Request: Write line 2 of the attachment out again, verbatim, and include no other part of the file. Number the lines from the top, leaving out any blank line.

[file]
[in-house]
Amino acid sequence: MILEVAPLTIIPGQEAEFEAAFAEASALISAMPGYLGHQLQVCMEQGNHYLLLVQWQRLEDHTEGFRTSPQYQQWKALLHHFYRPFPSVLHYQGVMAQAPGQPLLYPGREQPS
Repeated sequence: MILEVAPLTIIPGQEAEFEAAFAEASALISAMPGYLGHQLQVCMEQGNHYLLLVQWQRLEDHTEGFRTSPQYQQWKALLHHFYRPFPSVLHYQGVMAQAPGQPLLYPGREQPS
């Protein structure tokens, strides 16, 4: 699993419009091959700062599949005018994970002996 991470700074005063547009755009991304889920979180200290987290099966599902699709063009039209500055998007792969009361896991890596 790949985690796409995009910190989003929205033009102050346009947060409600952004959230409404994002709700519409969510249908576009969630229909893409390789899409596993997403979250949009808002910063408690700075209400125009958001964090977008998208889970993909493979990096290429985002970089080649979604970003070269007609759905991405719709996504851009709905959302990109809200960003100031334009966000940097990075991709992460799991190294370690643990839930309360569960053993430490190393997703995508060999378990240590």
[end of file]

Amino acid sequence: MILEVAPLTIIPGQEAEFEAAFAEASALISAMPGYLGHQLQVCMEQGNHYLLLVQWQRLEDHTEGFRTSPQYQQWKALLHHFYRPFPSVLHYQGVMAQAPGQPLLYPGREQPS